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Torah Study
Talmud Torah tells us about:
Good / Evil
Do any of these really exist?
Does it matter?
Are there answers?
Study of the Torah the Mitzvah of Talmud Torah helps us to address these issues
and pursue the answers. Sadly it is discussed infrequently among modern Jews. When we
are told Torah was written by God, or written by Moses or orally compiled by the sages
and then transcribed, some eyes glaze over and many ears tune out.
Have you noticed, the Pledge of Allegiance is recited, the Gettysburg Address is
memorized, and all know about the Bill of Rights. These all are part of our heritage as
Americans; but why then do we choose to know so little about our heritage as Jews?
We should know more about the “source” of our heritage - at least enough to be able to
communicate with those who adopted and adapted it.
Tradition tells us the Torah, or Jewish Written Law, consists of the five books of
the Hebrew Bible - known more commonly to non-Jews as the "Old Testament" - were
given by God to Moses on Mount Sinai and include within them all of the biblical laws of
Judaism. The Torah is also known as the Chumash, Pentateuch or Five Books of Moses.
There is also the oral law which contains much explanation of how we should carry out
what we find in the written law. Talmud Torah covers the whole scope of Jewish history
as we try to make real what was revealed.
In ancient days the Torah was often compared to fire, water, wine, oil, milk, honey,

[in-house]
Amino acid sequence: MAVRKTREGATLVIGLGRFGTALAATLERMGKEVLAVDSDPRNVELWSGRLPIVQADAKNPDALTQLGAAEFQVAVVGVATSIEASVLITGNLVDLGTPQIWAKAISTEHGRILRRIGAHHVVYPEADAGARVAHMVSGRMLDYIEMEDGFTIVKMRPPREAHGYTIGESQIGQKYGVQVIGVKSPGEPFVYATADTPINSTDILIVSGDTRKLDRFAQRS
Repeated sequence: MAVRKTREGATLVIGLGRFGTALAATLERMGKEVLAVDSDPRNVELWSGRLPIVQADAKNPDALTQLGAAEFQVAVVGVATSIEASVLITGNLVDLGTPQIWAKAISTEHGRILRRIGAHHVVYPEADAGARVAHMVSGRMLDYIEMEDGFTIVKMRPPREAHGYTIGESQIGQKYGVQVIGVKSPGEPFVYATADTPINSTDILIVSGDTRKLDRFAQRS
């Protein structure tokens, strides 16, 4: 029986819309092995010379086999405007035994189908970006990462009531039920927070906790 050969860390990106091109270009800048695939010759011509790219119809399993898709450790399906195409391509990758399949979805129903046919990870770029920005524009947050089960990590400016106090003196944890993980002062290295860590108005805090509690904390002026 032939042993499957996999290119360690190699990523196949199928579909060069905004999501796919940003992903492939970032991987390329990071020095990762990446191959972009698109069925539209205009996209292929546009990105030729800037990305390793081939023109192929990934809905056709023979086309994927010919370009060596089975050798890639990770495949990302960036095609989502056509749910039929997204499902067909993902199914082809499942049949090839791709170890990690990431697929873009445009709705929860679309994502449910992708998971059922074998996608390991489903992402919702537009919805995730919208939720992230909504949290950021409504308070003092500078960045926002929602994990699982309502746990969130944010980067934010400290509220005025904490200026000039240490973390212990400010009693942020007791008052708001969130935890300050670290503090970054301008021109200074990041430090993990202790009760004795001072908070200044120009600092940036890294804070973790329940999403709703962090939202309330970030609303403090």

drugs, manna, the tree of life, and many other things; it was considered the source of
freedom, goodness, and life. It was identified both with wisdom and with love.
Hillel summarized the entire Torah in one sentence: "What is hateful to you, do not
to your fellow, the rest is commentary, go and learn it".
Akiva said: "The fundamental principle of the Torah is the commandment, 'Love
thy neighbor as thyself .'"
The ethical and religious-intellectual beliefs imparted by the Torah are all
attainable and make our lives fuller and more rewarding.
Commandments which, in addition to being “revealed”, are also demanded by
reason (e.g., prohibitions of murder, fornication, theft, lying). Commandments whose
authority is revelation alone (e.g., Sabbath and dietary laws), are understandable in terms
of some personal or social benefit attained by performance.
What else can you learn, teach and experience at the same time?